This is the maintenance schedule and associated service intervals for the Honda VF750C Magna, also known simply as the Honda Magna.
The Honda Magna is a rare motorcycle in that it’s a cruiser motorcycle with a sporty, high-revving, short-stroke V4 engine, borrowed from the VFR750 of the time. It has four carburettors, four valves per cylinder and double overhead camshafts, letting it rev easily to 10000 rpm.
But with its mild 10.8:1 compression ratio and torque-optimized bore/stroke configuration, the VF750’s abundant low-end thrust is always ready. The VF750 Magna is a power cruiser with (somewhat) superbike credentials — the kind of bike switchers like to ride.
There was an earlier version of the Honda Magna with quite different styling, made between 1982 and 1988.
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Honda VF750C Magna Maintenance Schedule
Below is the maintenance schedule for the Honda VF750C Magna.
- I: inspect and clean, adjust, lubricate, or replace, if necessary
- C: clean
- A: adjust
- L: lubricate
- R: replace
- At higher odometer levels, continue the service in the pattern established here.
- Honda recommends you take your Magna to a dealer to service the wheels and steering, and anything else that may affect riding safety.
|x 1000 mi||4||8||12||16||20||24|
|x 1000 km||6||12||18||24||30||36|
|Air Cleaner||R||R||Replace more often if riding in rain / dusty areas|
|Engine Oil Filter||R||R||R|
|Enigne Idle Speed||I||I||I||I||I||I|
|Radiator Coolant||I||I||R||Replace every 2 years|
|Drive Chain Slider||I||I||I||Replace every 2 years|
|Brake Shoe/Pad Wear||I||I||I||I||I||I|
|Brake Light Switch||I||I||I|
|Nuts, Bolts, Fasteners||I||I||I|
|Steering Head Bearings||I||I||I|
Tire size and tire pressure for the Honda VF750C Magna
The Honda VF750C Magna has the following and tire sizes standard, plus the following recommended tyre pressures.
|Tyre||Size||Tire pressure (cold)|
|Front||120/80 – 17 61V||36 psi (250 kPa)|
|Rear||150/80 – 15 M/C 70V||36 psi (250 kPa)|
42 psi (290 kPa)
Maintaining Your Chain on the Honda VF750C Magna
It’s important to maintain your chain on the VF750C Magna, as on any chain-driven motorcycle. Use a good-quality chain lubricant like Motul chain paste, or a Motul chain care kit which comes with a couple of handy tools to maintain the chain.
Honda recommends you follow the following chain maintenance schedule:
|Chain maintenance item||Every|
|Check drive chain lubrication condition, lubricating if necessary||600 mi / 1000 km|
|Check drive chain slack, adjusting if necessary||600 mi / 1000 km|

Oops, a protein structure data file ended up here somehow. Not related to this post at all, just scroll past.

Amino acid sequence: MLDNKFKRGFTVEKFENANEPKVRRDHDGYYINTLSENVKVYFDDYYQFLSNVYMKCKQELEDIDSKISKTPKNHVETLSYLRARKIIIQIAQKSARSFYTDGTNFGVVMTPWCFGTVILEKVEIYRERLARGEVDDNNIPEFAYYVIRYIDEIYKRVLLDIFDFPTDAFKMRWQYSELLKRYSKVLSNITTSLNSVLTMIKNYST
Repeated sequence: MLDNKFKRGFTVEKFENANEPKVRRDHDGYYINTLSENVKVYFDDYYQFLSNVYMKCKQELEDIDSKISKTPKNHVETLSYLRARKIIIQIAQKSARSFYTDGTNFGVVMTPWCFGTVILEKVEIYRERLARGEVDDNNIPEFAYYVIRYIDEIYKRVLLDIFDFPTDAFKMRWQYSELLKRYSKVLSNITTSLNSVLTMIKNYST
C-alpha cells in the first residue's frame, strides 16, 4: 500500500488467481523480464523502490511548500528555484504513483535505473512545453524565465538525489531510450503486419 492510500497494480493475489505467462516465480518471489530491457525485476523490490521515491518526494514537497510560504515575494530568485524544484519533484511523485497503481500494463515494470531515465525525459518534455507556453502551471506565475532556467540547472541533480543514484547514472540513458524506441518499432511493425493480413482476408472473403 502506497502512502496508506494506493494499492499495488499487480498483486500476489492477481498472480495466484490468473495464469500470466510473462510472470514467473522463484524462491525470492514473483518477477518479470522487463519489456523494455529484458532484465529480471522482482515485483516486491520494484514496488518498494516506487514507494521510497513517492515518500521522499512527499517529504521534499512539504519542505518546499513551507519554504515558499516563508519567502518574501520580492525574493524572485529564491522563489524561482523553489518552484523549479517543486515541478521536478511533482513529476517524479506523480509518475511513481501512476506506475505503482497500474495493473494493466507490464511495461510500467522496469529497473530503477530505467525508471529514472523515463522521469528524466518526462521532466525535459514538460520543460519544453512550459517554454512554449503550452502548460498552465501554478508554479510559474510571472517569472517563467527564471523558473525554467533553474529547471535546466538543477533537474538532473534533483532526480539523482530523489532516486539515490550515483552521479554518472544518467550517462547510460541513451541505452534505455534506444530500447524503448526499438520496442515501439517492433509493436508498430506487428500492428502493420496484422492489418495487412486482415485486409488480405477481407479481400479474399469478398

- Do these items (checking/adjusting slack, and checking/applying lubrication) more often if you ride your Magna in dusty or rainy conditions.
- Always lubricate the chain after washing the motorcycle.
About the Honda VF750C Magna
The Honda VF750C Magna is a cruiser powered by the V4 engine found in the VFR750. It’s a spicy combination — revvy power and a relaxed riding position. Yow! They’re rare as hen’s teeth, so if you have one in good condition, keep it that way.
Honda originally had a similar Magna in the 80s, but relaunched it in 1994. Honda wanted to capture the market for powerful cruisers without jumping immediately to huge capacity beasts (which they eventually did). So they took the motor from the VFR750 sport bike and slotted it into a cruiser chassis — an all-new frame.
Along the way, Honda also made the VF750C Magna a lot prettier by adding chrome, extra fins, and a chromed exhaust.
Being a cruiser, Honda kept the Magna’s seat very low, just 28 inches high, making it a much more accessible bike for new riders.
But also being a cruiser, Honda kept the ride gear very simple, with 41mm forks (with air assistance and adjustable anti-dive), dual shocks (preload adjustable), a single disc up front, and a drum brake at the rear. So this isn’t a sport bike!
Honda didn’t keep the engine from the VFR750 intact. They made a few internal changes, including using a heavier crankshaft, a 5-speed transmission, and chain-driven cams (a change which would later make it to the VFR800). Honda also used smaller 32mm carburetors. Their goal was stronger mid-range pull without sacrificing too much top-end.
So the little cruiser makes 87 hp / 65 kW at 9000 rpm, or 70 Nm / 51 lb-ft at 7250 rpm. Very respectable for a cruiser. Some claim to be able to get a 0-60 mph of 4 seconds on it, similar to the (also underrated) Kawasaki Vulcan S with its middleweight parallel twin.
Honda didn’t make any changes to the Magna during its lifetime other than making some custom models with different aesthetics. They eventually retired the Magna in 2004.
Honda did make some V4 cruisers later, though. See the Honda CTX1300 if you’re interested.
These days, the V4-powered Honda VF750C Magna is a collectible classic. One of the really unique features of the Honda Magna is the V4 engine with a 360 degree camshaft that produces a very unique sound.
Maintaining the Honda VF750C Magna is not too hard. The service intervals are every 8000 miles (12000 km) at which point you have to change the oil and filter, and inspect the plug. Honda recommends checking the valve clearances every 16000 miles (24000 km), which means servicing two cylinder heads — that’s where things might get a bit trickier.
Manual for the Honda VF750C Magna
The above maintenance schedule comes directly from the user’s manual for the Honda VF750C Magna.
You can download Honda manuals from Honda’s website directly.